On July 23, DreamUMC hosted a Twitter Chat to reflect on the recent Jurisdictional Conferences of the United Methodist Church. In my opinion, this was one of our most exciting and fruitful conversations so far.

We began by asking people in Question 1 to name the highs and lows from their Jurisdictional gatherings, or from watching those gatherings from afar. Because I was moderating, I did not respond, but have written a separate blog post about what I saw as the highs and lows of the Northeast Jurisdictional Conference. Overall, I could summarize my hope for “more” in the words of one chat participant, who wrote, “I wanted to reflect that following jurisdictional conference via twitter and news outlets made it feel like a lot of regional navel gazing… I was hoping for jurisdictions to do something more missional rather than focus on the internal business of the UMC for itself.”

Despite this frustration with relative “stuck-ness” in the conferencing sessions, many participants celebrated moments of fun and joy in the midst of the conferences: singing, dancing and worship were lifted up, bishops elected and assigned, and several people rejoiced at prophetic legislation by the Western Jurisdiction (and a similarly-themed resolution in the Northeast Jurisdiction), calling for faithful ministry with persons who identify as GLBTQ, regardless of any prohibitions in the Book of Discipline.

Still, there were moments of pain and distrust, especially in the South Central Jurisdiction, where many grieved the situation surrounding the involuntary retirement of a sitting Bishop.

Some frustration revolved around a lack of diversity among nominees for both episcopal offices and for boards and agencies, and persons chosen/elected for those roles. One person reported that the Western Jurisdiction nominating report came back 80% white. Question 2 invited the twitter participants to engage the question: how did/does your Jurisdiction lift up gender/ethnic/age/sexuality/etc diversity (or have room to improve)? While many people celebrated the diversity of episcopal nominees across the country, and some historic elections, the deeper conversation pointed to a need for diversity beyond tokenism. One person tweeted, “diversity more than electing ‘firsts’. Must push ourselves to truly embrace diversity, not just check off a box.” Another reported that the Northeast Jurisdiction “filled retired bishop slots w/ same demographics of newly elected bishops (white female, white male, african american male).” Others raised observations about the wider church: “I am weary of diversity being an issue in elections of bishops. We should be looking at diversity in the LOCAL church,” and “diversity is also new people vs. folks who have served for years on boards, delegations. We should b more inclusive there 2.” One person reminded us that diversity and privilege can intersect but not necessarily cancel each other out: “White men can be the voice of diversity, too. It’s in their works and policies, not their skin color.” Preach.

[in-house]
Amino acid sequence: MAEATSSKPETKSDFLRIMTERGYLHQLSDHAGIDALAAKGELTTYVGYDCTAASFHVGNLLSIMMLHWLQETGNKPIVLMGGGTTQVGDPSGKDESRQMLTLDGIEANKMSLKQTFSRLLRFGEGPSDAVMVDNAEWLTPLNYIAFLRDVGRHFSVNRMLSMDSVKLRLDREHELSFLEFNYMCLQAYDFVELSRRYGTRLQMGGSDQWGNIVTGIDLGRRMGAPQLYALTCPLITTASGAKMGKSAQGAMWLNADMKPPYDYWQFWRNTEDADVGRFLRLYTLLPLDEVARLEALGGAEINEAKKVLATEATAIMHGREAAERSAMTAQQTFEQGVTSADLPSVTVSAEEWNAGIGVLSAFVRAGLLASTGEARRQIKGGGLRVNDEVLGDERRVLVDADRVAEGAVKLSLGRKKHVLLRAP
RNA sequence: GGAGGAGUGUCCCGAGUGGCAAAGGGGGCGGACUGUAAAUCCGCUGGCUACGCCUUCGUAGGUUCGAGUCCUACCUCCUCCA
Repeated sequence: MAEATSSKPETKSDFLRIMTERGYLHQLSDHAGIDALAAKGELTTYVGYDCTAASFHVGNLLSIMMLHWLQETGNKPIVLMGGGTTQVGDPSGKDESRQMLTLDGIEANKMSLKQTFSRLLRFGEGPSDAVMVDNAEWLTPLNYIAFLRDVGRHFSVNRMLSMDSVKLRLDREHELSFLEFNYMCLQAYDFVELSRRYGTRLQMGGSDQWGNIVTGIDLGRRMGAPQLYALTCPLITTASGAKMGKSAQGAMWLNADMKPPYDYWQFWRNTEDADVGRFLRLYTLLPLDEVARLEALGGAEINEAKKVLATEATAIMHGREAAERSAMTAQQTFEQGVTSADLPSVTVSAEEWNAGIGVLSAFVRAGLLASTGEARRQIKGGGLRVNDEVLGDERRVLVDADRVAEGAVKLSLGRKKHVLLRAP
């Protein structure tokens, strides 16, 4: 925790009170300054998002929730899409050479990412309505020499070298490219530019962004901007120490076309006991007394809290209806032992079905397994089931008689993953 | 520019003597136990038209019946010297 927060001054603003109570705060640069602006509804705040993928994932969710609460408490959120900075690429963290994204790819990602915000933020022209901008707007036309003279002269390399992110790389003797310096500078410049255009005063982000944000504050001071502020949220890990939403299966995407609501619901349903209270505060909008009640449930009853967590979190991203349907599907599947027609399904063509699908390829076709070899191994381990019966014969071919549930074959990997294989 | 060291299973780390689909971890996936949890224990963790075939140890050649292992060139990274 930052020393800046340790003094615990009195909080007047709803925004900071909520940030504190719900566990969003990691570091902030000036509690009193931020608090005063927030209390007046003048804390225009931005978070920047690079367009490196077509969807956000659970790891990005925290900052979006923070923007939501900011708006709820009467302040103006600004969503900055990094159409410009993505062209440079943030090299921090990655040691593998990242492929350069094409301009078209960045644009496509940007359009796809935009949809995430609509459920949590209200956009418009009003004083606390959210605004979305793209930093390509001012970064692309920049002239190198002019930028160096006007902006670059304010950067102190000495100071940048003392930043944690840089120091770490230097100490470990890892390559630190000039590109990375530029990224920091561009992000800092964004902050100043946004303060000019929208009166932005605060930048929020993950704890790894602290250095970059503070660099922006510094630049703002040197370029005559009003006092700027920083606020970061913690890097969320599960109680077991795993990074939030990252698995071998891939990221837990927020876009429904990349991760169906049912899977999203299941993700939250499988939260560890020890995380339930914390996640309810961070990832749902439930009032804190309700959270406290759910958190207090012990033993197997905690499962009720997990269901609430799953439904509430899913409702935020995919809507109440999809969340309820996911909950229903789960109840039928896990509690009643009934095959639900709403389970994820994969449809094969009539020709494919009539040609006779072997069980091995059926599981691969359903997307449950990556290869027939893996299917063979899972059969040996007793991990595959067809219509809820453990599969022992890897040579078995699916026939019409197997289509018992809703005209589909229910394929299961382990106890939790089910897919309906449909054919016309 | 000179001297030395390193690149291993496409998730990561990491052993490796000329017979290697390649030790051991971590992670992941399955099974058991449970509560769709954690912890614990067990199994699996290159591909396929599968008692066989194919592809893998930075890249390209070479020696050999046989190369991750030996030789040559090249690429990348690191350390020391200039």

For Question 3, we invited people to imagine the best ways to continue the conversation and where we might go from here, in the wake of the big-church gatherings. Many participants immediately spoke to the importance of focusing on the local level. “To the local churches and to the streets. Enough conferencing it’s time for action!” one person wrote. Authentic spirituality and deep faith at the local level are what matters, and from there, the movement builds from the grassroots up. Another participant pointed out, “we have to continue to raise concerns in church gatherings at the local level – starts with who we send to AC every year.”

Many, many voices spoke to the desire to continue the DreamUMC conversation, which we certainly intend, and to build upon it with local gatherings r networking/workshop type events. Using technology is essential to strengthen these efforts, including streaming events and gatherings, connecting across denominational lines, and building more comprehensive online interaction for people to engage beyond facebook and twitter.